Relationship-Focused Parenting And Teaching: What It Is, What It Isn't, How To Do It, And The Systems You Need To Have In Place To Make It Work

A few weeks ago I did a talk about staying close to your kids as they get older.

I realized right away that this is a topic that is often misunderstood.

And that has a lot of baggage associated with it. So I want to go into a lot of details about staying close with kids as they get older and more independent and what that really means and how I have made it work for me both in the classroom and at home.

Also, because my work is all about teaching kids about the online world in a positive way, I want to make sure that you see this.

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Every single thing in this post (and in my work) comes down to this:

I firmly believe in keeping our relationships with our kids and students at the forefront of our parenting and our teaching.

I've been building mine up with my kids and students for years now and try to remember to keep this goal at the forefront of all of my interactions with both my students and my own kids.

When it comes to the online world, I also fully understand this:

I know that when we are monitoring, disciplining, checking, and asking, it feels like the opposite of relationship forming. It doesn't have to be this way.

There's something else that we need to unpack here.

The truth is that many people who talk about this topic haven't researched human development (I have a Bachelors of Science in this) or Educational Theory (I have a Masters of Arts in this) or been there-done that (I was a teacher for a decade and I have been a mom for longer than that).

This is so dangerous! Because these bloggers (and Facebook posters!) are passing off on-a-whim information that their readers are relying on.

So my promise to you is this:

This topic is so in my wheelhouse.

This is what I lay at night thinking about, what I'm excited to try new techniques for, and what I wake my husband, Jason, up to discuss.

I think that understanding the foundation of how and why relationship building with our kids and teaching them about the online world intersect is the most important and effective thing that parens and teachers can learn.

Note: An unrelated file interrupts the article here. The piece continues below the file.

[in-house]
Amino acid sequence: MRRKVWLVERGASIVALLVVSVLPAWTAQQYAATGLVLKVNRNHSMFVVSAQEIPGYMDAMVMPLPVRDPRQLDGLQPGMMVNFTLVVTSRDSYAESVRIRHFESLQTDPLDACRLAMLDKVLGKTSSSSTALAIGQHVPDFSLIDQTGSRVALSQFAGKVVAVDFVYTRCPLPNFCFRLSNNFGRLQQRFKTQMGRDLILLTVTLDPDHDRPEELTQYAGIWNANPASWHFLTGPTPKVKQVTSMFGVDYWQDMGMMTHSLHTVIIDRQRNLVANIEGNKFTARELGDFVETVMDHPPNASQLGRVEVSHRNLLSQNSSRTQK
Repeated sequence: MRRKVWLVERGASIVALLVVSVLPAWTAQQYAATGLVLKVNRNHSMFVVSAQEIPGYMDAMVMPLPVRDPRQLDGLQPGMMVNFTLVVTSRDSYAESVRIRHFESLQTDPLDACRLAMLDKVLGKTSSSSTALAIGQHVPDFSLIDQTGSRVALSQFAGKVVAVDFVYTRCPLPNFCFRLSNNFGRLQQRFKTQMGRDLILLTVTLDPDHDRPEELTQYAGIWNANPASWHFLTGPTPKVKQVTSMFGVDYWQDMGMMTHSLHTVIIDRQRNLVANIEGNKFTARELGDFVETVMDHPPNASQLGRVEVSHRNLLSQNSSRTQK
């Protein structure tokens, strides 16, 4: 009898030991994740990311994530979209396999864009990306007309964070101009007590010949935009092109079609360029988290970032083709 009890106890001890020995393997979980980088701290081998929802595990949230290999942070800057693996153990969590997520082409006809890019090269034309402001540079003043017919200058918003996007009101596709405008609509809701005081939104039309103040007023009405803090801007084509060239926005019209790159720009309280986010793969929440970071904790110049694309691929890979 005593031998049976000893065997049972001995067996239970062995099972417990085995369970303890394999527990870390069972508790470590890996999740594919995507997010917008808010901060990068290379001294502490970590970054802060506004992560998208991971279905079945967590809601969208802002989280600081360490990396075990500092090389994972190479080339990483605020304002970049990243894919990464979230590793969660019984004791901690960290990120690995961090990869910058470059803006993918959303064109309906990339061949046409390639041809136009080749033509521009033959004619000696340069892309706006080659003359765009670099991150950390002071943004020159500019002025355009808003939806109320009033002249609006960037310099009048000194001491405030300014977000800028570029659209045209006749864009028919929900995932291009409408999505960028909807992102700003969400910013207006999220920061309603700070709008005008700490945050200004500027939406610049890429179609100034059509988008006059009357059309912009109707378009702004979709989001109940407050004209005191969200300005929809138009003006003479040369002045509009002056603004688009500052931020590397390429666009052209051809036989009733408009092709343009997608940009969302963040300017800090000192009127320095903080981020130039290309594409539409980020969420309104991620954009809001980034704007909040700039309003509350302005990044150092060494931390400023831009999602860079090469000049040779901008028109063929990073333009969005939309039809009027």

My focus today in this article is how to teach our kids about the online world in a positive and relationship boosting way.

Let's dig in.


The biggest misconception about this kind of teaching and parenting is that it's permissive. Here's the truth about that: 

This isn't permissive parenting or not doing anything when our kids make mistakes—it's being intentional about how we set up our relationship with our kids and our teaching conversations with them.

Keeping our relationship with our kids at the forefront of our parenting isn't about not parenting or "being the Yes Parent," it's about UTILIZING WHAT WE KNOW ABOUT OUR KIDS AND OUR RELATIONSHIP WITH THEM FOR MAXIMUM TEACHING ABOUT WHAT'S IMPORTANT.

So today we're going to talk about what keeping our relationship with our kids and students at the forefront of parenting and teaching is, what it ISN'T, and which parts of our parenting and teaching we can refocus to relationship building and solidifying.

We're also going to take a detailed look at my own relationship-focused parenting and teaching, or what is called parenting and teaching firmly within the human development research-based parameters of high love and high control. (I will explain what I mean by this in detail below.) This is especially important when focusing on keeping kids safe online, which can also be called raising digital kids.

This kind of parenting and teaching essentially makes open conversations, ongoing dialogue, teachable moments, consequences, and restitution (or the fixing of mistakes) just the way things are in your home or classroom.

In other words, it is absolutely vital in today's connected, modern world where our kids have so much access to the online world, and the online world has so much access to them.